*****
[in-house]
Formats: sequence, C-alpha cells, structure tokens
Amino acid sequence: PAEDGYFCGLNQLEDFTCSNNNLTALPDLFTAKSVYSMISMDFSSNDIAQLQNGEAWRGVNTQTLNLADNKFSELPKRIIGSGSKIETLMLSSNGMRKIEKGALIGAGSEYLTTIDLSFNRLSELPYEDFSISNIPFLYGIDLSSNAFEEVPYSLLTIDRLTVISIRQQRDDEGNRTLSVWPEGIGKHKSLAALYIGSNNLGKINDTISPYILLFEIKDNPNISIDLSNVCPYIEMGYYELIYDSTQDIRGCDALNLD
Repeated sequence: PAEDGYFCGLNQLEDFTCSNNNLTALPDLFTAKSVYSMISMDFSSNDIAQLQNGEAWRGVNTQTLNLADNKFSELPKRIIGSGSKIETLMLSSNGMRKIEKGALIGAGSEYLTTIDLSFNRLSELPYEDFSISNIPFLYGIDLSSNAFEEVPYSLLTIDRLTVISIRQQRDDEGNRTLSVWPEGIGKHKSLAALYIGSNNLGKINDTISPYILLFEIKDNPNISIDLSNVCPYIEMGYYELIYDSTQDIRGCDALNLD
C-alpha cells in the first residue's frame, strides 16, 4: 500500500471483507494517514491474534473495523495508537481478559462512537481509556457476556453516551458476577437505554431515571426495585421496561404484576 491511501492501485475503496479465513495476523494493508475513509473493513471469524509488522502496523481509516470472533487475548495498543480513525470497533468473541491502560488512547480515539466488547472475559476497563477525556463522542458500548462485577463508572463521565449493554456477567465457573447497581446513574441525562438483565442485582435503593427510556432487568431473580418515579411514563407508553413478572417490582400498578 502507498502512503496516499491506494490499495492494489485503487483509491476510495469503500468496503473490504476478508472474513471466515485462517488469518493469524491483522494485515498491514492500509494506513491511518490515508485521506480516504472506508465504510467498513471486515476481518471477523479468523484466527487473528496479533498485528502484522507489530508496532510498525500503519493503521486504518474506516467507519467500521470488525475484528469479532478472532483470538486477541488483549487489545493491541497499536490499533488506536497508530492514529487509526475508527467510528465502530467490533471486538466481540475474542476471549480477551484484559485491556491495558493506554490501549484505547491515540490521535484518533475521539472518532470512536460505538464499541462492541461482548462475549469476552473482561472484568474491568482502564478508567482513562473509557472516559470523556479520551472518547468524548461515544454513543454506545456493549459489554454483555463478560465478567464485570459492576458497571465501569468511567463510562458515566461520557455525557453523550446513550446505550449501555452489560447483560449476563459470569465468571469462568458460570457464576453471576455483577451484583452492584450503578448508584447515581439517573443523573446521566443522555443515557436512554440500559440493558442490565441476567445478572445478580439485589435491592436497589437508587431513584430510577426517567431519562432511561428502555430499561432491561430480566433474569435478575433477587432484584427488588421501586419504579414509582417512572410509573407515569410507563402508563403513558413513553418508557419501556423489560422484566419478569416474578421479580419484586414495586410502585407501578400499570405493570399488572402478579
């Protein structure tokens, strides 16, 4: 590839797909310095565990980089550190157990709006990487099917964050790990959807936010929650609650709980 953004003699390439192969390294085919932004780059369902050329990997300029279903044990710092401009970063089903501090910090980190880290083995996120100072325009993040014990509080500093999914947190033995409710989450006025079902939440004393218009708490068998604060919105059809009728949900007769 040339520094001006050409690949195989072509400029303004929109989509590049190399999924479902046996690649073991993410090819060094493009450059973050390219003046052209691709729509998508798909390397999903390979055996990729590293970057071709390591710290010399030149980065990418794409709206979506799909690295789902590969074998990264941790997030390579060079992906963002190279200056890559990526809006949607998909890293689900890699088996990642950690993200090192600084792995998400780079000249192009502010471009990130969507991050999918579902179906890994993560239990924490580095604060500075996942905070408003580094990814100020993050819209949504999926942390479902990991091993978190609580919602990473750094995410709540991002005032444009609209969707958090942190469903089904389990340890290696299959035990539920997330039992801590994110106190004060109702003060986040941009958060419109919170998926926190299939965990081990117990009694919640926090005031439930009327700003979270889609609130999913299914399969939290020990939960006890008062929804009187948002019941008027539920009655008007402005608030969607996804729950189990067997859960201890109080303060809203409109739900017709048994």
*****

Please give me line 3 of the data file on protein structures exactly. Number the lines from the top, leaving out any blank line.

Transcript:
Amino acid sequence: PAEDGYFCGLNQLEDFTCSNNNLTALPDLFTAKSVYSMISMDFSSNDIAQLQNGEAWRGVNTQTLNLADNKFSELPKRIIGSGSKIETLMLSSNGMRKIEKGALIGAGSEYLTTIDLSFNRLSELPYEDFSISNIPFLYGIDLSSNAFEEVPYSLLTIDRLTVISIRQQRDDEGNRTLSVWPEGIGKHKSLAALYIGSNNLGKINDTISPYILLFEIKDNPNISIDLSNVCPYIEMGYYELIYDSTQDIRGCDALNLD